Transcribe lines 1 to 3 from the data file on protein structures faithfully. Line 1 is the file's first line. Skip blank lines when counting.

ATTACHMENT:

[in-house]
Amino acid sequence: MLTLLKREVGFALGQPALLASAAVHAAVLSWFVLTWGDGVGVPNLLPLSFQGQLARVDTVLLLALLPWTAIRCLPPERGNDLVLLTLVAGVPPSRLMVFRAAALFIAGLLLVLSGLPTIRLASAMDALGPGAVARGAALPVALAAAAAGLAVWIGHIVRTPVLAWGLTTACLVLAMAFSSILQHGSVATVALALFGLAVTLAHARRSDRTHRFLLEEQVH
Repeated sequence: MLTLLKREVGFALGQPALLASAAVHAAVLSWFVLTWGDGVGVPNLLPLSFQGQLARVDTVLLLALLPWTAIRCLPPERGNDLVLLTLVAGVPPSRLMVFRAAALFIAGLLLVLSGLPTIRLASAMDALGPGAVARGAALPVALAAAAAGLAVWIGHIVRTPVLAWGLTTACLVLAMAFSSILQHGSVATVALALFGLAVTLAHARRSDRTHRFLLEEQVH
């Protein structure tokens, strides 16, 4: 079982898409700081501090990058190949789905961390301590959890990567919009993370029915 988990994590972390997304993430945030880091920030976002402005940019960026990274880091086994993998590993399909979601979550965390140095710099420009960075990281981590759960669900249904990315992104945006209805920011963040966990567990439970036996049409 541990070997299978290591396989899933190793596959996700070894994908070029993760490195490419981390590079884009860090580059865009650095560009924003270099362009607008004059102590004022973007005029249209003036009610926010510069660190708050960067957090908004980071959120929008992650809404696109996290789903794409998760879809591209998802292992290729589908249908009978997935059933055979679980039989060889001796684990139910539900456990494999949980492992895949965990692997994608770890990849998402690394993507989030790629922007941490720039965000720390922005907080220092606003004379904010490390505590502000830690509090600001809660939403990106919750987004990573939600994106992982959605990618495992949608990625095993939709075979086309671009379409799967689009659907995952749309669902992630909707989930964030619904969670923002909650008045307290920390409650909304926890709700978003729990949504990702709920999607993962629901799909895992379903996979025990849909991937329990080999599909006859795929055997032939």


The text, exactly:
[in-house]
Amino acid sequence: MLTLLKREVGFALGQPALLASAAVHAAVLSWFVLTWGDGVGVPNLLPLSFQGQLARVDTVLLLALLPWTAIRCLPPERGNDLVLLTLVAGVPPSRLMVFRAAALFIAGLLLVLSGLPTIRLASAMDALGPGAVARGAALPVALAAAAAGLAVWIGHIVRTPVLAWGLTTACLVLAMAFSSILQHGSVATVALALFGLAVTLAHARRSDRTHRFLLEEQVH
Repeated sequence: MLTLLKREVGFALGQPALLASAAVHAAVLSWFVLTWGDGVGVPNLLPLSFQGQLARVDTVLLLALLPWTAIRCLPPERGNDLVLLTLVAGVPPSRLMVFRAAALFIAGLLLVLSGLPTIRLASAMDALGPGAVARGAALPVALAAAAAGLAVWIGHIVRTPVLAWGLTTACLVLAMAFSSILQHGSVATVALALFGLAVTLAHARRSDRTHRFLLEEQVH